A Liverpool Hope University graduate is inspiring the next generation of performing arts stars through her work as a dance teacher.
Ruth Spitzlei studied Dance and Nutrition at Hope, graduating in 2019.
And since returning to her native Cologne, Germany, Ruth is using her expertise to teach people from all walks of life - whether they’re three or 60 years old.
The 22-year-old, who specialises in contemporary dance, teaches at the Tanzwerkstatt Bensberg school in picturesque Bergisch Gladbach, located to the east of Cologne.
Ruth, who was crowned Hope’s Dancer of the Year in 2018, says: “When I was at University I didn’t think I’d go into teaching.
“But it’s a really rewarding role and I’m enjoying it much more than I perhaps thought I would.
“The best thing about it is that the people I teach range in age from three to 60. I can teach everyone!
“There’s a lot of preparation that goes into catering for all of those varied groups, as my day progresses from the little ones to the adults in the evening.
“And for me, the group I love teaching the most are the teenage girls, aged 15, 16. They’re always challenging sessions - and I really like that.
“I don’t need easy people!”
(Photo credit: Sabine Gro?e-Wortmann)
Ruth’s own personal progression saw her move from ballet initially into modern dance and hip hop.
Aged 16 she joined the prestigious Cologne Dance Center, taking up a two year scholarship, training six hours a day and gaining true insight into the technicalities of her profession.
And she ultimately ended up at Hope because of the unique nature of the course - with ‘Dance’ and ‘Nutrition’ representing two very different disciplines.
She explains: “The combination of dance and nutrition was one of the main reasons I chose Hope.
“I’m an artistic person but I also like the sciences.
“And for me it was a type of career safety net because it didn’t narrow down my options too much.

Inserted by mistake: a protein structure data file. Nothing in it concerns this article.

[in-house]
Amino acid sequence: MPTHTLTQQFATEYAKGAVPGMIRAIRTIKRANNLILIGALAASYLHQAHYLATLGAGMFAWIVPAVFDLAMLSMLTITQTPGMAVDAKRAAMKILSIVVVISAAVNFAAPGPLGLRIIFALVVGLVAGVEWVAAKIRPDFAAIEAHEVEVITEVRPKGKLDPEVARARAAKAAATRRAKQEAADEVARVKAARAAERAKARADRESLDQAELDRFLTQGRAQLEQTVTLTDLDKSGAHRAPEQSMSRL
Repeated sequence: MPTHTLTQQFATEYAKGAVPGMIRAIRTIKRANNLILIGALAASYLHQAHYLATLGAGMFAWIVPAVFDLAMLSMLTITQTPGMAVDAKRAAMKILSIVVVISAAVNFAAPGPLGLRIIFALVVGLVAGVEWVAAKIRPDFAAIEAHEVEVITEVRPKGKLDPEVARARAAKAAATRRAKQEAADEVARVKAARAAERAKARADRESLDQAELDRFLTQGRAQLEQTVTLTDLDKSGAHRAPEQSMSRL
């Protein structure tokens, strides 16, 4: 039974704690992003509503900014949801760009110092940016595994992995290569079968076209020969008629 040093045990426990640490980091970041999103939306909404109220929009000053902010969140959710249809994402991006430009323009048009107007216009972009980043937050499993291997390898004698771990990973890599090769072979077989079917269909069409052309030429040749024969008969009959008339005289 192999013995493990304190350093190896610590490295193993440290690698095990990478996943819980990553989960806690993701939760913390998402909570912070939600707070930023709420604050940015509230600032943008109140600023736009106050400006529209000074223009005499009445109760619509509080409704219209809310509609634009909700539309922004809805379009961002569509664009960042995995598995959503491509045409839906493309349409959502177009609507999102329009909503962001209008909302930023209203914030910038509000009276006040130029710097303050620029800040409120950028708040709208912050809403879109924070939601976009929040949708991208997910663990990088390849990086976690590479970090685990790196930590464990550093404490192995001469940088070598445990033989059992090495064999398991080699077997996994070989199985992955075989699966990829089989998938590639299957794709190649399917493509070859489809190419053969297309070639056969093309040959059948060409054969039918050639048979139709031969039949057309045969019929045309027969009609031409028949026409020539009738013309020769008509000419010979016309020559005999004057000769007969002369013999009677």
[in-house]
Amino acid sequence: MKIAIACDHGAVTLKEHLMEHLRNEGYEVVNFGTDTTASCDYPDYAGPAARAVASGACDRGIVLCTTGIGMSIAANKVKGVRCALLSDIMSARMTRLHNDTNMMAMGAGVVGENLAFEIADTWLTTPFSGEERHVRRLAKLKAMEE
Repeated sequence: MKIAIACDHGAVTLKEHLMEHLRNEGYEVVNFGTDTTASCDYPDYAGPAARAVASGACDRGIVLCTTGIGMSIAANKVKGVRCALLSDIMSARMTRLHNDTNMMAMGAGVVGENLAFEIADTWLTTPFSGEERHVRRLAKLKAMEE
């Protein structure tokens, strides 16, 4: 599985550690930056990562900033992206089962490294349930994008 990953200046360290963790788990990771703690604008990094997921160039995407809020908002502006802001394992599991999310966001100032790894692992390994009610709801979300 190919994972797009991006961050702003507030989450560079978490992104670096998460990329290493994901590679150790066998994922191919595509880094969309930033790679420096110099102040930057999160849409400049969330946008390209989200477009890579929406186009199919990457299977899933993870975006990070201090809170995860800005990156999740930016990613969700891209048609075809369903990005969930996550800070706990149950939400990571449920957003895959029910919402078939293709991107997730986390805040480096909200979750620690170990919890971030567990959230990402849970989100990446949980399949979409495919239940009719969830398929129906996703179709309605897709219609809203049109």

“You also have lots of choices within University, too, such as being able to write two different dissertations or simply combine both disciplines into one.
“I can also use nutrition in my dance classes. Sometimes you’ll see a student coming in with a can of Coke, and you can talk to them about why that might not be a good idea.
“And ultimately the more knowledge you have, the more you can draw on when you teach.”
In the end, Ruth - who taught classes in care homes as part of Hope’s community dance porject - compared the nutritional intake of two very different groups of dancers for her own dissertation.
And her decision to join Hope is eye catching when you consider university tuition is essentially free, except for a very small annual fee, in Germany.
Meanwhile Ruth hasn’t turned her back on the stage, either, and will resume auditioning for roles as soon as the Covid-19 pandemic allows.
She adds: “Dance is a tough business.
“But for me personally I know I have to try it. I have colleagues who are ten years older than me who keep telling me to keep auditioning while I’m in my twenties.
“Teaching is something I can do for the rest of my life. But dancing on stage is something I have to try now.”
Ruth hasn’t severed ties with Liverpool.
She’s part of the Merseyside Dance Initiative (MDI), which offers crucial free studio space to those who need it.
Ruth reveals: “I’m part of the MDI’s Talent Hub programme, even though I’m not North West based, and I’m really grateful to be involved.
“Studio hire can be really expensive so this initiative is vital for people like me who might need space to teach or perform.
“And if I can come back once I’m allowed to travel again, I’ll be returning to Liverpool to work with the MDI once more.”
You can see some of Ruth’s exceptional work here.
And details of her Dance and Nutrition Course can be found here.